And we've been reporting on another border controversy, a series of violent incidents in which U.S. Border Patrol agents killed civilians. Sometimes, years passed without any conclusion on whether the shootings were right or wrong.
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A new commissioner, Gil Kerlikowske, says that Border Patrol needs to show greater openness. And he has now given MORNING EDITION his first extended interview on the agency's use of force.
One of the most significant changes to the criminal justice system in a generation will be on the table tomorrow here in Washington. The U.S. Sentencing Commission is set to vote on a plan that could send tens of thousands of federal prison inmates home early by reducing prison terms for drug trafficking. It's getting mixed reviews from both law enforcement and some civil rights groups. NPR justice correspondent Carrie Johnson reports.
We have a report this morning on a controversy in the rough-and-tumble bare-knuckle world of poetry. North Carolina has a new poet laureate, Governor Pat McCrory appointed a state employee whose work is self-published. The governor acted without input from the state Arts Council which has some in the literary community upset. Here's Duncan McFadyen of member station WFAE in Charlotte.
Good morning. I'm Renee Montagne with the story of a really cheesy theft of three vintage Volkswagon buses. Now they were valuable - worth $100,000 each. The vintage buses were also bright orange, custom designed to look like loaves of cheese. The Tillamook cheese vans were on a publicity tour when they were stolen from a hotel parking lot in Sacramento. Two men were arrested for stealing the vans after, of course, they were spotted in a storage locker. It's MORNING EDITION. Transcript provided by NPR, Copyright NPR.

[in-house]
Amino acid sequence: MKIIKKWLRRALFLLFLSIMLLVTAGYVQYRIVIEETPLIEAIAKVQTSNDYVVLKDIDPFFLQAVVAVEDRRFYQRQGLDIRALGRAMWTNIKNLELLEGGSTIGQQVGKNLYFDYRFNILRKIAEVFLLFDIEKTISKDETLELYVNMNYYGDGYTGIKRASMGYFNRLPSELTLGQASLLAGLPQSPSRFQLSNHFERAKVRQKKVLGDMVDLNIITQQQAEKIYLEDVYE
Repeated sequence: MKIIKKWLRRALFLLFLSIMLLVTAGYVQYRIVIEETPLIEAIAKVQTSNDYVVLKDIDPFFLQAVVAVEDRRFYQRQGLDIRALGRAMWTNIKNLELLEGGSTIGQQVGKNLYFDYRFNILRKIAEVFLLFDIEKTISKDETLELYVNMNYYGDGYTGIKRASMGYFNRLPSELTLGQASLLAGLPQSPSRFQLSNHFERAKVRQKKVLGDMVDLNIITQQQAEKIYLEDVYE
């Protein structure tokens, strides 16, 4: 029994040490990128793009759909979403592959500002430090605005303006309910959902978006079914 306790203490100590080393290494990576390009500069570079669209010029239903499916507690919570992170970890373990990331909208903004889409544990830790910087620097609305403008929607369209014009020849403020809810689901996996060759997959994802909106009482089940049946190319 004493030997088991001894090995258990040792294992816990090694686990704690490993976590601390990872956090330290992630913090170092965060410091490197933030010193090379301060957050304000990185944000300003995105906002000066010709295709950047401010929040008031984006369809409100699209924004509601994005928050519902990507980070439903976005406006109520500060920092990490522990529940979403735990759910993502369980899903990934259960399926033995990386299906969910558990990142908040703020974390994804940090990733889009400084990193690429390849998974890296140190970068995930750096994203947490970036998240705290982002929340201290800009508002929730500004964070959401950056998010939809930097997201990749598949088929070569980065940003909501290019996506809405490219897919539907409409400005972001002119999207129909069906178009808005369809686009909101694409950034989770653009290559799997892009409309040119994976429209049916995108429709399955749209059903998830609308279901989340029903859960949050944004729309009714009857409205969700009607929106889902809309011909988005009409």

When more than 250 schoolgirls were kidnapped by Islamist extremists in Nigeria, the president of Nigeria was accused of a slow response. That was three months ago. Now trust between the families of the girls and their government is all but gone. NPR's Ofeibea Quist-Arcton reports.
If you follow the life of Archie Andrews, consider this a spoiler alert. We are reporting this morning on the accident-prone redheaded 17-year-old, who lives in the small town of Riverdale. He's been around since 1941 in comic books, cartoons, a TV show, and even an old radio series.
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UNIDENTIFIED MAN: Look, the boy sat on an ant hill!